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How Does an AR-15 Eject Casings

Discussion in 'Rifle Country' started by CmdrSlander, Oct 19, 2011.

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  1. CmdrSlander

    CmdrSlander Member

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    I understand how a bolt action and a pistol eject casings, but what wills the casing to fly clear of the gun on something like an AR15 or M14? I'm sure this is a silly question but I watched a lot of detailed firing animations and I even have an AR yet I'm still puzzled.

    Edit: I understand that the bolt moves to the rear when the gun is fired, thus exposing the casing to the ejection port, I'm wondering what makes the casing then fly clear of the port. Is it gas pressure? The magazine's spring?
     
  2. Destructo6

    Destructo6 Member

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    There's a spring-loaded plunger (the ejector) on the face of the bolt, opposite the extractor claw. AR and M1/M14 style rifles use this type of ejector.
     
  3. matrem

    matrem Member

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    The ejector is pushing "hard right" at all times. With the case held by the extractor on the right & being pushed at the bottom left by the ejector, once that case finds the escape route:
    Presto
     
  4. CmdrSlander

    CmdrSlander Member

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    Thanks guys
     
  5. sugarmaker

    sugarmaker Member

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    And, depending on bolt velocity, the case bounces off part of the receiver and lands in front of the gun somewhere. Exactly where depends on the load. Very consistant wihin a given load, but lots of variation between different loads.
     
  6. OhioChief

    OhioChief Member

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    that was a great question. I have 4 AR15, 3 I put together myself. And yet I really didn't understand exactly how that worked. Thanks!
     
  7. Elkins45

    Elkins45 Member

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    Some bolt actions (Savage for one) eject their casings the same way an AR does.
     
  8. CmdrSlander

    CmdrSlander Member

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    Reply to Above

    I know how the specific bolt action rifles I'm familiar with eject casings...
     
  9. Elkins45

    Elkins45 Member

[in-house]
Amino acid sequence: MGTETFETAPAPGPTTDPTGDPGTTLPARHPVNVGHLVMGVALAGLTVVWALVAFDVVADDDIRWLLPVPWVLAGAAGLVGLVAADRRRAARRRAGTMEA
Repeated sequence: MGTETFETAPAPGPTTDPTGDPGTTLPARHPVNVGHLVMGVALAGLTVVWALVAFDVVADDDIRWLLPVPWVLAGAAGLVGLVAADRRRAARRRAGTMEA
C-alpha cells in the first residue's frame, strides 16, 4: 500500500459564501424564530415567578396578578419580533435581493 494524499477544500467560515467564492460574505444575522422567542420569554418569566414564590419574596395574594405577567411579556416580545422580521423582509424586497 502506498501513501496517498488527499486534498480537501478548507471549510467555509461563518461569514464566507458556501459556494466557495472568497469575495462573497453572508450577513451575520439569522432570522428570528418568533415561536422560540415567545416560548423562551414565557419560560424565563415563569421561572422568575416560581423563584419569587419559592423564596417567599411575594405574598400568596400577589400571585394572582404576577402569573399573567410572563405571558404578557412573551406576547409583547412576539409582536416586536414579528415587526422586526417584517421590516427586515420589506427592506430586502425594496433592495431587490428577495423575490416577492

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    I'm guessing that those rifles are ones like the Mauser 98 where there's a slot cut in one of the bolt lugs and there's a blade ejector that hits the case head and knock it out of the action. I think the Winchester 70, both old and new, work the same way.

    AFAIK those are the only two types of ejection systems in wide use--either a spring loaded plunger or a fixed blade ejector. If here are others I either haven't encountered them or (equally likely) haven't paid attention. Anybody want to chime in and tell us if there's a third method of case ejection that's common?

    It just occurred to me that I don't know how the common lever action guns (Win 94 and Marlin 336) eject their casings. Anyone want to educate me on that?
     
  10. jerkface11

    jerkface11 Member

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    My Olympic 9mm AR has a slot cut into the bolt. A spring fixed to the receiver pokes thru the slot and ejects the cases.
     
  11. Destructo6

    Destructo6 Member

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    The HK roller guns use a weird hybrid that sees the ejector pivoting in the removable gripframe (in the trigger pack). So, as the bolt carrier moves to the rear, it rocks the ejector up into the ejector slot of the bolt head, sending the spent case into the next time zone.

    Odd German stuff, eh?
     
  12. rcmodel

    rcmodel Member in memoriam

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    Marlins all use a flat spring ejector held in the left receiver wall. It pops out as the bolt slides past it and knocks the case out the side.

    Winchester 92's & 94's use a spring loaded ejector in the bolt that flips them out vertically when the round or case clears the front receiver ring.

    rc
     
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